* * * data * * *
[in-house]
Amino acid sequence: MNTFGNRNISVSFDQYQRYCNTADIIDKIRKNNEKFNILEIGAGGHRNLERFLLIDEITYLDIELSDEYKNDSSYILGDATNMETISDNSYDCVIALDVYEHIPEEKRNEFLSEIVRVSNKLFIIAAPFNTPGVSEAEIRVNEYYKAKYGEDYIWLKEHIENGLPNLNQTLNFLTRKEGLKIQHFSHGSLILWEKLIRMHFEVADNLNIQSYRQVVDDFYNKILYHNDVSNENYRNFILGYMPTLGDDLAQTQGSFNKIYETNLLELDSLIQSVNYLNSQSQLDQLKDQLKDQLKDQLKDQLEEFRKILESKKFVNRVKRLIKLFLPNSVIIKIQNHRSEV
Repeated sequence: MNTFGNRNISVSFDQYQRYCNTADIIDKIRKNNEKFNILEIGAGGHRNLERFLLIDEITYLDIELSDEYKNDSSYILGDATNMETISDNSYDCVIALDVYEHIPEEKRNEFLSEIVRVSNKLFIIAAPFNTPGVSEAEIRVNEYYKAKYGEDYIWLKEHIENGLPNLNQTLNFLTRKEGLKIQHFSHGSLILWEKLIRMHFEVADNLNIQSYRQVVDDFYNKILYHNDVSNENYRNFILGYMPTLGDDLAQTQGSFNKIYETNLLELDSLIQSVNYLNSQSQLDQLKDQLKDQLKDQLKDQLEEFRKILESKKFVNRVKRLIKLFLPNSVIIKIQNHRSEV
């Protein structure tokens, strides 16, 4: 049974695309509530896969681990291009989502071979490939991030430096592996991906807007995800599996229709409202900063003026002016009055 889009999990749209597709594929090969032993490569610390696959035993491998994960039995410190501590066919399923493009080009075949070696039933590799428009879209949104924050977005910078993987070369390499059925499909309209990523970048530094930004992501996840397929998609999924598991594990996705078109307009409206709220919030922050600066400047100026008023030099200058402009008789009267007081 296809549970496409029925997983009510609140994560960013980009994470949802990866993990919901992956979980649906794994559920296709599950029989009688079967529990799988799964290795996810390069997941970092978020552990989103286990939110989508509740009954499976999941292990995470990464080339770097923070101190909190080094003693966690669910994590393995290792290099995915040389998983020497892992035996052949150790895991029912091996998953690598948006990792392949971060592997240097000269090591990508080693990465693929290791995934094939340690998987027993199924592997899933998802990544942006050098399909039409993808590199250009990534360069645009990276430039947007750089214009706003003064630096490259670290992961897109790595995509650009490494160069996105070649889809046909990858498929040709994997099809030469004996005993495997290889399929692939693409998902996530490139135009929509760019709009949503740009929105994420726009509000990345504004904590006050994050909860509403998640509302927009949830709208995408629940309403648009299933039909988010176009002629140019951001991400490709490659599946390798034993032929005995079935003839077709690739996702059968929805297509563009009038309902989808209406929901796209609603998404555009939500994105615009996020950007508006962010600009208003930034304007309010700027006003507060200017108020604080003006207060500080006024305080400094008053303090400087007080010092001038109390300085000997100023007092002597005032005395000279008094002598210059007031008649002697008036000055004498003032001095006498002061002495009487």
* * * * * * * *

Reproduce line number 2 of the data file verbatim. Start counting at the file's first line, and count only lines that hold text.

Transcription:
Amino acid sequence: MNTFGNRNISVSFDQYQRYCNTADIIDKIRKNNEKFNILEIGAGGHRNLERFLLIDEITYLDIELSDEYKNDSSYILGDATNMETISDNSYDCVIALDVYEHIPEEKRNEFLSEIVRVSNKLFIIAAPFNTPGVSEAEIRVNEYYKAKYGEDYIWLKEHIENGLPNLNQTLNFLTRKEGLKIQHFSHGSLILWEKLIRMHFEVADNLNIQSYRQVVDDFYNKILYHNDVSNENYRNFILGYMPTLGDDLAQTQGSFNKIYETNLLELDSLIQSVNYLNSQSQLDQLKDQLKDQLKDQLKDQLEEFRKILESKKFVNRVKRLIKLFLPNSVIIKIQNHRSEV